It’s sometimes said that David de Rothschild looks a bit like Jesus. But I don’t remember any of those Sunday School illustrations appearing quite so bloody amiable. Sure, there’s something nicely ecclesiastical in the sun-washed skin and surf-instructor locks; in the mahogany beard and in the wizened, glinting eyes. But it’s unlikely Jesus would dance, almost at gunpoint, to the sounds of late-period Kajagoogoo under the watchful eye of an Ecuadorian chieftain (or perhaps he would — never did finish the book myself.)
In this way, de Rothschild is a true explorer — though not, he’s keen to stress, in the “rough and tough” mould of Ernest Shackleton or Ranulph Fiennes. Instead, he’s motivated to explore the limits of human understanding — and if that means doing the funky chicken to the thud of an Amazonian ghetto blaster, then so be it.
This mission has seen de Rothschild create a catamaran from 12,500 plastic bottles and sail it halfway around the world to raise awareness of plastic waste. It’s seen him campaign to give nature its very own seat at UN meetings. And it’s seen him work with master Swiss watchmaker Breitling to launch a new limited edition timepiece that supports the Ocean Conservancy movement. In short, the adventurer wants to ease shut the chasm that has formed between humans and nature. After all, as he explains, this may be our only chance of survival on Spaceship Earth…
I’m not sure you could call me an explorer. There are a lot of incredible explorers who came before me, and a lot of incredible explorers who will come after me I hope. And I feel like you have to earn that. And I think there’s a certain perception of being tough and rough — and for me it’s more about exploring our own understanding than it is about endurance. I’m more interested in pushing our limits of curiosity and our understanding of the natural world. My motto is “live curiously.”
I find it funny that when we go outside, we step into this beautiful palette of nature — and yet we always have to wear neon and turquoise and bright red. I like bright colours, but you can’t go about silently in your gore tex, and every time you take a step there’s a crinkle and a wrinkle. It tells you a lot about our relationship with nature.
I’m fascinated by the relationship between humans and nature. There’s this false dichotomy that nature is on one side and we are on the other. We’ve created a gap — and the output of that gap is pollution, human fingerprints, degradation. So if we can shut that gap and bring people closer to nature, we can give ourselves a chance of living on Spaceship Earth a little bit longer.
What’s interesting about being in nature is not just the wellness that you feel, but the purpose that you feel. Exploring is just as exciting in the city as it is in the deepest cave and the highest mountain. Yet in the city we tend to push nature to the background, as an ornament or a hobby.
Getty does an annual analysis of all their images, a kind of trending report. And the fastest growing trend for 2018/19 was images of people doing things in nature. People standing in a vista, on a kayak, on a cliff face. Being in nature gives us a purpose, and it allows us to feel part of something bigger than ourselves. Most of the time we spend outside now we spend for the purpose of moving between A and B. Just sitting outside for a moment and getting a bit of sun on your face (or a bit of rain) makes you feel a little bit more alive.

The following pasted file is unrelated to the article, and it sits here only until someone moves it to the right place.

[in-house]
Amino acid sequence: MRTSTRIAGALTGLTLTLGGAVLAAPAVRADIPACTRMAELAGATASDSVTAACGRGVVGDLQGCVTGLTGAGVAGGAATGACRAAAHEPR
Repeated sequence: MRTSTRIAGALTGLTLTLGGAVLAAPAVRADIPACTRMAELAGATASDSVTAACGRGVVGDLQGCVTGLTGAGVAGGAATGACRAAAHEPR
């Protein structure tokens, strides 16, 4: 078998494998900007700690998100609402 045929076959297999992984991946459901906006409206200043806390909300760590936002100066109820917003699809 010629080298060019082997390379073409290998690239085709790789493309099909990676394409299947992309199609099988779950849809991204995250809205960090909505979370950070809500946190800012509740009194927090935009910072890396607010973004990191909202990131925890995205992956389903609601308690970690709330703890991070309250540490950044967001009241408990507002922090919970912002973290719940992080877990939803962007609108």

I remember once being down on the border of Peru and Ecuador. We’d gone to meet this community of people called that Atara who are very tough. Finally, after days in the canoe, we meet them — and they’re all very suspicious of us, and it’s very tense. After a few rounds of chicha, a ceremonial moonshine, we were all starting to get pretty drunk. The chief of the village got out this eighties, Run DMC-style ghettoblaster. And he pulled out Now That’s What I Call Music volume 1 — and asked me to show him how to dance to it, because they had absolutely no idea what it all meant. They probably should have killed me for my bad dancing — but the chief just kept saying a phrase that translates to “strong move.”
We’ve taken fear and made it into a bad thing. Actually, fear — from an animalistic standpoint — is a heightening of your emotions. It’s your body preparing yourself, and getting yourself into that natural state. It’s you getting more in touch with who you are — which is an animal.
If you’re going to use nature in your advertising or your imagery (i.e your company is named Amazon) do you not thing you should be paying a royalty to the Amazon? If you’re Puma, do you not think you should pay a royalty to big cats? In the automotive industry, at least 40% of its advertising involves nature. Pay a dividend to nature. With the amount of money Amazon is worth, they could buy their namesake and save the entirety of it from illegal logging.
We need to tackle what we use as a measure of economic success. Right now we use GDP, which is a measure of output. Output can include things that are negative. If more prisons are built, GDP goes up. But is that good for society, if we’re incarcerating more people? When the BP oil spill happened, we had to clean up. So GDP went up because of that work. GDP includes defence spending, as well. Right now, it’s a Grossly Deceptive Position. I was in Bhutan recently and they’ve introduced a metric for gross national happiness. If happiness is only tied to profit then we’re in trouble.
David de Rothschild is a member of the Breitling Explorer Squad and supporter of Ocean Conservancy, with whom Breitling recently launched the new Super Ocean Heritage II Ocean Conservancy Limited Edition.
For more from the world’s greatest explorers step inside the Gentleman’s Journal x Breitling Adventurers’ Lunch…